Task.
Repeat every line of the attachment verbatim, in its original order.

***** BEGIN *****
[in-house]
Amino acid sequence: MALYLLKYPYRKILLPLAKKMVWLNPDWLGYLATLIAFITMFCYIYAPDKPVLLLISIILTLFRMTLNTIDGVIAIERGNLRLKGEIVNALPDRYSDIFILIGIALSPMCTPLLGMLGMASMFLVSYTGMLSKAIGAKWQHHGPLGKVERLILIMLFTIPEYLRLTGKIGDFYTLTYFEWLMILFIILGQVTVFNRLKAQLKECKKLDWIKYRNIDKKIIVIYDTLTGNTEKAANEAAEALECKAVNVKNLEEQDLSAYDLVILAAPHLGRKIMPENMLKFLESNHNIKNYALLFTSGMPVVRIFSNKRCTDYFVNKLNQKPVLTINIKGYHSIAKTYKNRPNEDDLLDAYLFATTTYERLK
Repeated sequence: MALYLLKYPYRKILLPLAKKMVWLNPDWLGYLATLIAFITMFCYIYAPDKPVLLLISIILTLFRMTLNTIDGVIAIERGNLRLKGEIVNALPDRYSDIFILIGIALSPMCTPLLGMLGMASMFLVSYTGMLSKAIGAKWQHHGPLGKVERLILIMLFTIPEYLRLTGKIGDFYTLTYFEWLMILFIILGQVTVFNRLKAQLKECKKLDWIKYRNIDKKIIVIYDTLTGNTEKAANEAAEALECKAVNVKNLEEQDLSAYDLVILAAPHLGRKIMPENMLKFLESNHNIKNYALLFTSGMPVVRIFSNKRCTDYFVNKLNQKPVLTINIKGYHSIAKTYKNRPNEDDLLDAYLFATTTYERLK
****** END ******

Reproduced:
[in-house]
Amino acid sequence: MALYLLKYPYRKILLPLAKKMVWLNPDWLGYLATLIAFITMFCYIYAPDKPVLLLISIILTLFRMTLNTIDGVIAIERGNLRLKGEIVNALPDRYSDIFILIGIALSPMCTPLLGMLGMASMFLVSYTGMLSKAIGAKWQHHGPLGKVERLILIMLFTIPEYLRLTGKIGDFYTLTYFEWLMILFIILGQVTVFNRLKAQLKECKKLDWIKYRNIDKKIIVIYDTLTGNTEKAANEAAEALECKAVNVKNLEEQDLSAYDLVILAAPHLGRKIMPENMLKFLESNHNIKNYALLFTSGMPVVRIFSNKRCTDYFVNKLNQKPVLTINIKGYHSIAKTYKNRPNEDDLLDAYLFATTTYERLK
Repeated sequence: MALYLLKYPYRKILLPLAKKMVWLNPDWLGYLATLIAFITMFCYIYAPDKPVLLLISIILTLFRMTLNTIDGVIAIERGNLRLKGEIVNALPDRYSDIFILIGIALSPMCTPLLGMLGMASMFLVSYTGMLSKAIGAKWQHHGPLGKVERLILIMLFTIPEYLRLTGKIGDFYTLTYFEWLMILFIILGQVTVFNRLKAQLKECKKLDWIKYRNIDKKIIVIYDTLTGNTEKAANEAAEALECKAVNVKNLEEQDLSAYDLVILAAPHLGRKIMPENMLKFLESNHNIKNYALLFTSGMPVVRIFSNKRCTDYFVNKLNQKPVLTINIKGYHSIAKTYKNRPNEDDLLDAYLFATTTYERLK